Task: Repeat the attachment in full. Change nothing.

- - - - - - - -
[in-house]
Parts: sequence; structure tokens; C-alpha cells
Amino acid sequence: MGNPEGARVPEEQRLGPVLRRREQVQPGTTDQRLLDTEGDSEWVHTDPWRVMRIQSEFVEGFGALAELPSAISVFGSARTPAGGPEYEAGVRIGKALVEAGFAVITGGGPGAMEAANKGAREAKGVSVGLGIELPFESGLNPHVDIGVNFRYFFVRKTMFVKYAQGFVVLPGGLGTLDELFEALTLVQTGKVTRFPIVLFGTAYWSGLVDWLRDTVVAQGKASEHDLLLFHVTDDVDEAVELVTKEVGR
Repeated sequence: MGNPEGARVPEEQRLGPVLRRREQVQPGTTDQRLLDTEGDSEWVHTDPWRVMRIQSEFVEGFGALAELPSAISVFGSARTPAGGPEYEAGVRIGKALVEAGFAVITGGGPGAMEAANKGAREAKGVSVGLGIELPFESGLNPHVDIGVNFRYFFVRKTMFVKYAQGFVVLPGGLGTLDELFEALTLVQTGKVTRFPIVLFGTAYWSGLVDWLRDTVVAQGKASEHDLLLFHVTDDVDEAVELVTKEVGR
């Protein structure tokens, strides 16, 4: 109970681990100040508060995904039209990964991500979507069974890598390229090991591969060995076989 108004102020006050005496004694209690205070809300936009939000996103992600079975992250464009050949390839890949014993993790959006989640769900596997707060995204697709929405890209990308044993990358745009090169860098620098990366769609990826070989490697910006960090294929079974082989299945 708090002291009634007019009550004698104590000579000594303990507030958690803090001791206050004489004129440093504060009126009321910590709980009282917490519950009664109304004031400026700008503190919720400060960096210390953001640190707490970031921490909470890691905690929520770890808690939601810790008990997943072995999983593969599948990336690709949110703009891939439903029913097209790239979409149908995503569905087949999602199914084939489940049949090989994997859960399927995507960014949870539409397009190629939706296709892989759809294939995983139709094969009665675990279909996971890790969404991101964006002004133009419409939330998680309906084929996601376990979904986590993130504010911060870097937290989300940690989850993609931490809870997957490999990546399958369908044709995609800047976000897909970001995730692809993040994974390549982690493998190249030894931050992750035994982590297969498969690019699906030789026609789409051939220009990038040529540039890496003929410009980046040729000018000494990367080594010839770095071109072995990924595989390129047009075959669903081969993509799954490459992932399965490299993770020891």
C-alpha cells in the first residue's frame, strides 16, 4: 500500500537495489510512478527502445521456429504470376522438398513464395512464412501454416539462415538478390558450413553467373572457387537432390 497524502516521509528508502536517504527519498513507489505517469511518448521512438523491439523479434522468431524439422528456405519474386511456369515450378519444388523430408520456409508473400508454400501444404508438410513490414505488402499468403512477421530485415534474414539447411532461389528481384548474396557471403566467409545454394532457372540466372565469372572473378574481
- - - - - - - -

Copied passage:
[in-house]
Parts: sequence; structure tokens; C-alpha cells
Amino acid sequence: MGNPEGARVPEEQRLGPVLRRREQVQPGTTDQRLLDTEGDSEWVHTDPWRVMRIQSEFVEGFGALAELPSAISVFGSARTPAGGPEYEAGVRIGKALVEAGFAVITGGGPGAMEAANKGAREAKGVSVGLGIELPFESGLNPHVDIGVNFRYFFVRKTMFVKYAQGFVVLPGGLGTLDELFEALTLVQTGKVTRFPIVLFGTAYWSGLVDWLRDTVVAQGKASEHDLLLFHVTDDVDEAVELVTKEVGR
Repeated sequence: MGNPEGARVPEEQRLGPVLRRREQVQPGTTDQRLLDTEGDSEWVHTDPWRVMRIQSEFVEGFGALAELPSAISVFGSARTPAGGPEYEAGVRIGKALVEAGFAVITGGGPGAMEAANKGAREAKGVSVGLGIELPFESGLNPHVDIGVNFRYFFVRKTMFVKYAQGFVVLPGGLGTLDELFEALTLVQTGKVTRFPIVLFGTAYWSGLVDWLRDTVVAQGKASEHDLLLFHVTDDVDEAVELVTKEVGR
């Protein structure tokens, strides 16, 4: 109970681990100040508060995904039209990964991500979507069974890598390229090991591969060995076989 108004102020006050005496004694209690205070809300936009939000996103992600079975992250464009050949390839890949014993993790959006989640769900596997707060995204697709929405890209990308044993990358745009090169860098620098990366769609990826070989490697910006960090294929079974082989299945 708090002291009634007019009550004698104590000579000594303990507030958690803090001791206050004489004129440093504060009126009321910590709980009282917490519950009664109304004031400026700008503190919720400060960096210390953001640190707490970031921490909470890691905690929520770890808690939601810790008990997943072995999983593969599948990336690709949110703009891939439903029913097209790239979409149908995503569905087949999602199914084939489940049949090989994997859960399927995507960014949870539409397009190629939706296709892989759809294939995983139709094969009665675990279909996971890790969404991101964006002004133009419409939330998680309906084929996601376990979904986590993130504010911060870097937290989300940690989850993609931490809870997957490999990546399958369908044709995609800047976000897909970001995730692809993040994974390549982690493998190249030894931050992750035994982590297969498969690019699906030789026609789409051939220009990038040529540039890496003929410009980046040729000018000494990367080594010839770095071109072995990924595989390129047009075959669903081969993509799954490459992932399965490299993770020891």
C-alpha cells in the first residue's frame, strides 16, 4: 500500500537495489510512478527502445521456429504470376522438398513464395512464412501454416539462415538478390558450413553467373572457387537432390 497524502516521509528508502536517504527519498513507489505517469511518448521512438523491439523479434522468431524439422528456405519474386511456369515450378519444388523430408520456409508473400508454400501444404508438410513490414505488402499468403512477421530485415534474414539447411532461389528481384548474396557471403566467409545454394532457372540466372565469372572473378574481